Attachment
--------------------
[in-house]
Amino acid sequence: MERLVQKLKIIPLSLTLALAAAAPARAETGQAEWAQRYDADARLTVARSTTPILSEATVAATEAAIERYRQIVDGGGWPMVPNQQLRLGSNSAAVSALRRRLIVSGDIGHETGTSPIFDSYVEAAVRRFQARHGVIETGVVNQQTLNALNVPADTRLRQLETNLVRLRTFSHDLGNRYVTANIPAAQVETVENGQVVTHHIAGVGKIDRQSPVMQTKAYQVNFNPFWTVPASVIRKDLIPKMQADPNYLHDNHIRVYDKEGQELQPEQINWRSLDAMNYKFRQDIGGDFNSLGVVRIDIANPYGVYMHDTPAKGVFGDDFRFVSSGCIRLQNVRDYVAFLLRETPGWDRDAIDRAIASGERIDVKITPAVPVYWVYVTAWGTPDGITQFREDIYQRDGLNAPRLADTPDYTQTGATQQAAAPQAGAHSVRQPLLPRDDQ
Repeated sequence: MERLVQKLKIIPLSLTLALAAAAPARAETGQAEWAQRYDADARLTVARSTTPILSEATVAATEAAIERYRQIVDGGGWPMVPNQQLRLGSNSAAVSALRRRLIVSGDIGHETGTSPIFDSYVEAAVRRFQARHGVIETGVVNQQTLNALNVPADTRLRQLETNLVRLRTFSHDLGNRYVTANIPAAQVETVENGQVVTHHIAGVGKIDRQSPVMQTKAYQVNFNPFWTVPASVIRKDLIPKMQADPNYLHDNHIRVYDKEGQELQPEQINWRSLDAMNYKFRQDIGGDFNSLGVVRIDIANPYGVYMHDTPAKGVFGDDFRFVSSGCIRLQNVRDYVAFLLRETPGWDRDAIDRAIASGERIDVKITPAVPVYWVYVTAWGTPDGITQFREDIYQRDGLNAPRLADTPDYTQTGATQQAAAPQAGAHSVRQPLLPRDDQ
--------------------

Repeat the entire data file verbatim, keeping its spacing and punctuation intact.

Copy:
[in-house]
Amino acid sequence: MERLVQKLKIIPLSLTLALAAAAPARAETGQAEWAQRYDADARLTVARSTTPILSEATVAATEAAIERYRQIVDGGGWPMVPNQQLRLGSNSAAVSALRRRLIVSGDIGHETGTSPIFDSYVEAAVRRFQARHGVIETGVVNQQTLNALNVPADTRLRQLETNLVRLRTFSHDLGNRYVTANIPAAQVETVENGQVVTHHIAGVGKIDRQSPVMQTKAYQVNFNPFWTVPASVIRKDLIPKMQADPNYLHDNHIRVYDKEGQELQPEQINWRSLDAMNYKFRQDIGGDFNSLGVVRIDIANPYGVYMHDTPAKGVFGDDFRFVSSGCIRLQNVRDYVAFLLRETPGWDRDAIDRAIASGERIDVKITPAVPVYWVYVTAWGTPDGITQFREDIYQRDGLNAPRLADTPDYTQTGATQQAAAPQAGAHSVRQPLLPRDDQ
Repeated sequence: MERLVQKLKIIPLSLTLALAAAAPARAETGQAEWAQRYDADARLTVARSTTPILSEATVAATEAAIERYRQIVDGGGWPMVPNQQLRLGSNSAAVSALRRRLIVSGDIGHETGTSPIFDSYVEAAVRRFQARHGVIETGVVNQQTLNALNVPADTRLRQLETNLVRLRTFSHDLGNRYVTANIPAAQVETVENGQVVTHHIAGVGKIDRQSPVMQTKAYQVNFNPFWTVPASVIRKDLIPKMQADPNYLHDNHIRVYDKEGQELQPEQINWRSLDAMNYKFRQDIGGDFNSLGVVRIDIANPYGVYMHDTPAKGVFGDDFRFVSSGCIRLQNVRDYVAFLLRETPGWDRDAIDRAIASGERIDVKITPAVPVYWVYVTAWGTPDGITQFREDIYQRDGLNAPRLADTPDYTQTGATQQAAAPQAGAHSVRQPLLPRDDQ